Tillion honored for achievement

Tribune staff
Homer Tribune

HOMER TRIBUNE/file photo - Clem Tillion photographed outside his home on Halibut Cove.

HOMER TRIBUNE/file photo - Clem Tillion photographed outside his home on Halibut Cove.

Clement V. Tillion was selected to receive the prestigious Lifetime Achievement Award by the Alaska Sealife Center.
The Alaska Sealife Center will host the fourth annual Alaska Marine Gala at the Dena’ina Center in Anchorage Saturday. That evening, the Alaska Ocean Leadership Awards Committee will present six awards to organizations and individuals who have made significant contributions to awareness and sustainability of the state’s marine resources. Alaska’s oceans are some of the most important.
Tillion is being recognized for his exceptional contributions to the management of Alaska’s coastal and ocean resources over a period of 25 years or more. For almost 50 years, Tillion has been a leader in the sustainable, responsible management of Alaska’s commercial fisheries. Tillion served as fish czar under Govs. Egan, Hammond and Hickel. Under Gov. Egan, he was an architect of the Limited Entry system of licensing salmon fishermen. That system survives to this day, and robustly protects the interests of Alaskans, while ensuring the health of the fish. Tillion carried that success into his contributions to federal fisheries management, with the passing of the Magnuson-Stevens Act, and the establishment of the North Pacific Fishery Management Council. He served on the Council for 10 years, including five years as chairman. Responsible fisheries management built on the foundation laid by Tillion, Elmer Rasmuson and Jim Branson has become the standard for fisheries management nationwide.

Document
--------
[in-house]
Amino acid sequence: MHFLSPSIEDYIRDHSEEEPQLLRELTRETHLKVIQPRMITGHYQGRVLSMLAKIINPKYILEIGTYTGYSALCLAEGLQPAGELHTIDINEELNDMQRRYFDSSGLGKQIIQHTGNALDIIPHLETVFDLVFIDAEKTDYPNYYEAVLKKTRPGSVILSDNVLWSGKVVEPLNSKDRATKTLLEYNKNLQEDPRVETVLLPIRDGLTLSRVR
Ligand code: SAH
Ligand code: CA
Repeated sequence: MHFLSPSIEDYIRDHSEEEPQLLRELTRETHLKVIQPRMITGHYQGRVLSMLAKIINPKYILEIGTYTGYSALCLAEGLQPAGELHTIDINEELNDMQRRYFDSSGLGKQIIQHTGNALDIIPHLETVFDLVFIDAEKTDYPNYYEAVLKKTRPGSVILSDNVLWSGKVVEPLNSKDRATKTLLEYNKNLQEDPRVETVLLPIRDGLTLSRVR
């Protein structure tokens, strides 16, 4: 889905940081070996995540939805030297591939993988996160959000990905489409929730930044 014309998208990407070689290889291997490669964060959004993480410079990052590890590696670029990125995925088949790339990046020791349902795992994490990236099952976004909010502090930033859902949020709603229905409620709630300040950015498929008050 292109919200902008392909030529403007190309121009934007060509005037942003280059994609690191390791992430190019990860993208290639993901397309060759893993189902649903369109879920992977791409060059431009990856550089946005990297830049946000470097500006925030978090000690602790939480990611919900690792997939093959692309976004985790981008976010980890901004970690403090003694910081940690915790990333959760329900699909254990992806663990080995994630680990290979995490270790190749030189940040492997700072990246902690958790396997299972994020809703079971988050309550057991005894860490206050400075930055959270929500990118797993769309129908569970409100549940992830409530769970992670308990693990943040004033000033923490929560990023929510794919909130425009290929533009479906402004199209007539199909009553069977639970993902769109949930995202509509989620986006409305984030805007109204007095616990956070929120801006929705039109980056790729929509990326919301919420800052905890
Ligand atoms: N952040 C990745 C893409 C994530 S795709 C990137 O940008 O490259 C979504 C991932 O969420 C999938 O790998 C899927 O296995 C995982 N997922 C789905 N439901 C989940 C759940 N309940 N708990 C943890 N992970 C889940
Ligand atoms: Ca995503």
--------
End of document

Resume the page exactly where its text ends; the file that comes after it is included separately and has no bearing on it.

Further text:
Clem Tillion’s greatest contribution to Alaska’s fisheries is that he always made the biological health of the resource his first priority. His vision, energy, and strength of personality, throughout his decades of service, have ensured that Alaska’s abundant fisheries resources have been, and will continue to be, responsibly managed, his citation reads.

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Posted by on Feb 13th, 2013 and filed under Feature. You can follow any responses to this entry through the RSS 2.0. Both comments and pings are currently closed.

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